MLB.com is digging back into its massive video vault to uncover classic plays that you have loved, forgotten about or, perhaps, are discovering for the very first time. Watch these moments and many, many more on the MLB Vault YouTube page.
April 16, 1999: Big Unit puts on wrong cap
Things got a little heated between the Giants and D-backs when San Francisco third baseman Charlie Hayes and Arizona right-hander Todd Stottlemyre got into it when Hayes was on second base. The benches emptied and among those who were in the middle of the scuffle was D-backs lefty Randy Johnson. During the melee, Johnson's hat fell off and when he picked up a hat off the ground and put it on, it didn't seem to fit quite right. That's because he had accidently picked up a Giants hat. Johnson quickly discarded the hat back on the ground and found his own. It would turn out to be a harbinger of things to come as Johnson wound up signing with the Giants and winning his 300th game in a San Francisco uniform.
June 12, 2002: Kim chucks ball into Monument Park
D-backs closer Byung-Hyun Kim was tired of seeing the images of him hunched over on the Yankee Stadium pitcher's mound after he'd allowed some of the most famous World Series homers in history to Tino Martinez, Derek Jeter and Scott Brosius the previous fall. So once he'd capped off a two-inning redemption save (including striking out the side in the eighth) in Arizona's 9-5 win on this June afternoon in the Bronx, Kim decided to exorcise those demons once and for all. After first baseman Mark Grace handed him the final-out ball, Kim smiled and underhand chucked it all the way to the netting above the famous Monument Park beyond left field.
“It was an act of defiance,” Kim later told Sports Illustrated. “Just showing the Yankees: Hey, it’s not just you that can hit it over the fence. I can hit it, too.”
July 21, 1999: Womack's inside-the-park grand slam
When the D-backs loaded the bases in the eighth inning against the Astros, closer Billy Wagner came on to try to end the Arizona threat. After jumping ahead of Tony Womack 0-2, he got a little too much of the plate with his next pitch and Womack poked it into left field. Lance Berkman, who was playing in his sixth big league game, tried to make a diving catch and came up short. The ball scooted by him and Womack was off to the races. The four runs erased a 4-3 deficit as the D-backs went on to win the game, 7-4.
The hit was the first inside-the-park home run in franchise history and it left Wagner scratching his head.
"I've never seen anything like it before," Wagner said after the game. "When you come in with a bases-loaded situation, you've got to make a good pitch. I had an 0-2 count on him and thought I had thrown a good pitch. But it falls in for a grand slam."
Sept. 19, 2003: The Big Unit's only career homer
Randy Johnson was never much of a hitter, and to be fair, he had some long levers to maneuver for a swing. Plus, he more than made up for it with the whole pitching thing.
But across 22 seasons and 691 regular-season plate appearances, even the Big Unit ran into one ball that cleared the fence. Johnson's lone career homer came off Brewers southpaw Doug Davis, just barely landing in the Crew's bullpen. You'll notice that while Johnson dominated from the left side of the mound, he's taking the platoon advantage here because he batted right-handed. Despite his career-long lack of power, the 6-foot-10 Johnson is still tied with fellow pitcher Chris Young as the second-tallest player to homer in the Majors, trailing only 6-foot-11 hurler Jon Rauch.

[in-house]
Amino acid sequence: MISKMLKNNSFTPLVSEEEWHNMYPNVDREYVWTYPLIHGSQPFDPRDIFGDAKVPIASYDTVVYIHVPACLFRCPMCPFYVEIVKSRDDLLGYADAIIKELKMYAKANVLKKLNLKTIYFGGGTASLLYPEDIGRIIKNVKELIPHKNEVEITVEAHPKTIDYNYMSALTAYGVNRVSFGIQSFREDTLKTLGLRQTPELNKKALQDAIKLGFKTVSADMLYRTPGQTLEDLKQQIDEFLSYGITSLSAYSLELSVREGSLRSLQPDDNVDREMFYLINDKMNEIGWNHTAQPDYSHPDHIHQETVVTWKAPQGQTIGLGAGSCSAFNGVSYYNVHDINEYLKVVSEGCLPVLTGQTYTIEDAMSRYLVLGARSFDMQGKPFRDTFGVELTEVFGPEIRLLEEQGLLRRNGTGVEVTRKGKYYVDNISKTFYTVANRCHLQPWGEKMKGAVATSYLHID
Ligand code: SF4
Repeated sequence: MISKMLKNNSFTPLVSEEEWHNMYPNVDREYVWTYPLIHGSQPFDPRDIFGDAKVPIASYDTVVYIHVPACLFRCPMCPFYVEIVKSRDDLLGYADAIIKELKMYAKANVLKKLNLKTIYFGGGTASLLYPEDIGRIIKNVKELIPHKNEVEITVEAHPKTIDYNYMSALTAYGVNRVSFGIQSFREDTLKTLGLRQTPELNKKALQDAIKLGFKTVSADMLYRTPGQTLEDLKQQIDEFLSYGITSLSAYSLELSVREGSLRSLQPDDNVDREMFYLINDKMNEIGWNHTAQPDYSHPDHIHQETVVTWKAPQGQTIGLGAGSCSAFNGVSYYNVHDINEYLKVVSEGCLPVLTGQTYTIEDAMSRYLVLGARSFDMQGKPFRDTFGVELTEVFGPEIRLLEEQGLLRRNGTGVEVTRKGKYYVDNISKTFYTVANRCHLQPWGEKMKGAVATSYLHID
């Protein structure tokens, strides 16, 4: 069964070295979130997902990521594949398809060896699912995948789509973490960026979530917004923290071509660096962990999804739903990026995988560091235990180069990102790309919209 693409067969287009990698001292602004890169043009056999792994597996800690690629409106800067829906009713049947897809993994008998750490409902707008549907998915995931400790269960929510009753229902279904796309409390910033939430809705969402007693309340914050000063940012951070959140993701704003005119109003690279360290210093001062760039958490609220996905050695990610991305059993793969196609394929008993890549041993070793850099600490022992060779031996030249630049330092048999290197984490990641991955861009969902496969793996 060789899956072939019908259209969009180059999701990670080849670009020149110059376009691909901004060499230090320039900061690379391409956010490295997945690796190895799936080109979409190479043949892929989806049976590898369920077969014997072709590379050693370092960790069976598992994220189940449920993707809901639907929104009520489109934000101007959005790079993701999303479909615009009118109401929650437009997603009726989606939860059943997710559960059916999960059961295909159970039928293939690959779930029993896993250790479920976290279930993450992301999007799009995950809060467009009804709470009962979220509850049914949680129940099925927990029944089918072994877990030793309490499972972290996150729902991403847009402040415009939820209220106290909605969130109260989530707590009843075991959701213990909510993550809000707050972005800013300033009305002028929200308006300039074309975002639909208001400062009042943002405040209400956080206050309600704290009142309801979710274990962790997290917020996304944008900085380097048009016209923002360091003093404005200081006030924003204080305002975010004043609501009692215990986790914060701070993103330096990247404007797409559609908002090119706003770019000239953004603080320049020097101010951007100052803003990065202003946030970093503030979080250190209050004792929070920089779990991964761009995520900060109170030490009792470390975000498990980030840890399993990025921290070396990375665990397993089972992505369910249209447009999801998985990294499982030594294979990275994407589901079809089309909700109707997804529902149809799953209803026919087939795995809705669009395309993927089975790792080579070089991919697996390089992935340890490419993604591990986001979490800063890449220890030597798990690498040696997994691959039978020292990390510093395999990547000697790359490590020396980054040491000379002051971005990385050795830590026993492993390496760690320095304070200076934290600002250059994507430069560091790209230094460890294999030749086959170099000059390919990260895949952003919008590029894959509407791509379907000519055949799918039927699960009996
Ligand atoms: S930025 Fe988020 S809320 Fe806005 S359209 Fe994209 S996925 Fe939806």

March 31, 1998: First lineup in team history
Arizona had a long history with professional baseball. Whether it was the Triple-A Phoenix Giants/Firebirds or Spring Training, there was always plenty of baseball. But the state longed for a Major League team to call its own. Finally in 1995, baseball awarded a franchise to Phoenix, and the Arizona Diamondbacks were born. It would still be three years before the team played its first game, and the announcement of the starting lineup that night was the end of one long journey and the beginning of another.
July 11, 1999: Bell's million-dollar grand slam
Jay Bell rarely showed emotion on the baseball diamond, so when he raised his hands above his head while rounding first base after hitting a grand slam you knew something was different. Indeed, as part of a promotion with Shamrock Farms at the time, one fan was chosen before Sunday home games and that fan had to choose the player and the inning in which he would hit a grand slam. The payoff? A cool $1 million for the fan. Bell noticed pregame on the scoreboard that Gylene Hoyle had selected him to hit a grand slam in the sixth inning. As fate would have it, Bell came to bat in the sixth and delivered for Hoyle, who later said that the money relieved the stress in her life. Bell called it the favorite moment of his career.
Sept. 27, 2011: Roberts imitates Kirk Gibson's famous homer
Ryan Roberts' two-out grand slam off the Dodgers' Javy Guerra in the 10th inning was his first career walk-off homer. It was a big win for the D-backs, who were chasing the Brewers at the time to see who would have home-field advantage in the upcoming National League Division Series. To commemorate the event and pay tribute to his manager, Kirk Gibson, Roberts imitated Gibson’s legendary first pump rounding second base. Gibson made the gesture famous when he homered off Dennis Eckersley in the bottom of the ninth inning to win Game 1 of the 1988 World Series.